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Security & Cloud Computing
The Upside of Heartbleed
How a global security crisis created a common litmus test
By: Ryan Barrett
May. 3, 2014 02:00 PM
There are two pieces of good news to come out of Heartbleed. First, we haven't heard of any significant security breaches, which mean that the industry as a whole is getting better at fixing problems as they arise.
The second is that, because Heartbleed presented every single cloud provider with the exact same challenge, it created an excellent global litmus test for crisis response. Everyone started from the same baseline, which eliminates the variability in evaluating their response.
If you're a customer of the cloud, you can review any provider's public response to Heartbleed to evaluate both their technical dexterity (how long did it take them to issue a fix?) as well as their communications and customer service (did their communications assure you that you were in good hands?). And if you're a provider, you can see how your response compared to the competition - and, if necessary, make changes.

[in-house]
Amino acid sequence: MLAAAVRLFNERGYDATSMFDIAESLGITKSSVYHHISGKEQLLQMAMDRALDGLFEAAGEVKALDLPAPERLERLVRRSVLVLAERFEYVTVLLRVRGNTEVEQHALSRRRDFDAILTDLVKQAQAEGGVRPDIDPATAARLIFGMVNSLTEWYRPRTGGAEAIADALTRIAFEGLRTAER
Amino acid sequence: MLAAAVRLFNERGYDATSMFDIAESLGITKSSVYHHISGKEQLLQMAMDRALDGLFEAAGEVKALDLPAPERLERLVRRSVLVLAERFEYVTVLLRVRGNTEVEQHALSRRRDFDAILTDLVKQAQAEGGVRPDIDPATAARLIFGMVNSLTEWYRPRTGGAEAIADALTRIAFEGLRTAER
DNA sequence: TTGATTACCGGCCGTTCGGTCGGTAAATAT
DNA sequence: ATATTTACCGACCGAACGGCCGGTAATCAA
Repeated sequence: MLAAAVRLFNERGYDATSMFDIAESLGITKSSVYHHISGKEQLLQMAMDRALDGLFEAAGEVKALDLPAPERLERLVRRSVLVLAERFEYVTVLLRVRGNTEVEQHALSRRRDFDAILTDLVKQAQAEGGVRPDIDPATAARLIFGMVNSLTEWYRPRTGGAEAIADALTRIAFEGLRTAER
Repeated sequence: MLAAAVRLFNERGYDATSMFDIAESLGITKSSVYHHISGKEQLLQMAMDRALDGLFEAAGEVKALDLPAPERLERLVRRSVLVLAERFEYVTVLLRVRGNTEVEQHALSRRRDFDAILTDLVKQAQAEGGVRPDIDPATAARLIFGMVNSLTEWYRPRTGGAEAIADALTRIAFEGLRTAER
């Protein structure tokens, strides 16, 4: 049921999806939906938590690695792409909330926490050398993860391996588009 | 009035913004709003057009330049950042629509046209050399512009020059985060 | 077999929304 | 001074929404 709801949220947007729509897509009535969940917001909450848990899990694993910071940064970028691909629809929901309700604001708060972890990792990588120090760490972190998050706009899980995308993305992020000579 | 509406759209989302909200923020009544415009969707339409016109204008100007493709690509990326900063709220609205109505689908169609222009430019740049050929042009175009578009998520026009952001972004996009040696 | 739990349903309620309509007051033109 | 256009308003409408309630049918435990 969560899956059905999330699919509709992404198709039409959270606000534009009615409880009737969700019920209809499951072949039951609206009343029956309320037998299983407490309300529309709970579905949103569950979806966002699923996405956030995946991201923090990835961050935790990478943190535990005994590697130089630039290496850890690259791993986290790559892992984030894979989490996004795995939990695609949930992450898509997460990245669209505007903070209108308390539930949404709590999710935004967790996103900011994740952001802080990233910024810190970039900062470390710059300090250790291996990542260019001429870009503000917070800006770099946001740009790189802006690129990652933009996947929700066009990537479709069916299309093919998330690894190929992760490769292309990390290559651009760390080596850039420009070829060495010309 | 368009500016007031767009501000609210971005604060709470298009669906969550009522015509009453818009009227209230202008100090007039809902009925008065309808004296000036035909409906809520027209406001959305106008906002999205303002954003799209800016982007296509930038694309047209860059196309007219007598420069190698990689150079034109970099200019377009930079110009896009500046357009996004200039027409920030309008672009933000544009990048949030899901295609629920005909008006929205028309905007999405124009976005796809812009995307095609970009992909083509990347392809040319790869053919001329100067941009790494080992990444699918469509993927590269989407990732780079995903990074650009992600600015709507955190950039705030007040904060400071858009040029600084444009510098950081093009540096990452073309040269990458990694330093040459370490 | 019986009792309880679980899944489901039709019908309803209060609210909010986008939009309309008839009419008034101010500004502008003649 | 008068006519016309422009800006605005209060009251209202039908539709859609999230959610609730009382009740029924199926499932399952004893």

Below are a few key crisis response elements that you should look for.
The communication does not necessarily have to include a comprehensive action plan. But it must be enough to assure you that the service provider is aware of the issue and actively working on a solution.
Who Is Doing the Communication?
Transparency About Impact and Potential Risks
Responsible Disclosure Policies
Sharing of Best Practices
Heartbleed may soon be history, but there will inevitably be another crisis. You should use the trail of communications left behind by Heartbleed as a litmus test for crisis response. If you're a customer, make sure that all your providers delivered the level of communications you needed to feel comfortable. If you're a provider, make sure that customer communications is as much a part of your crisis response processes as is your technical work.
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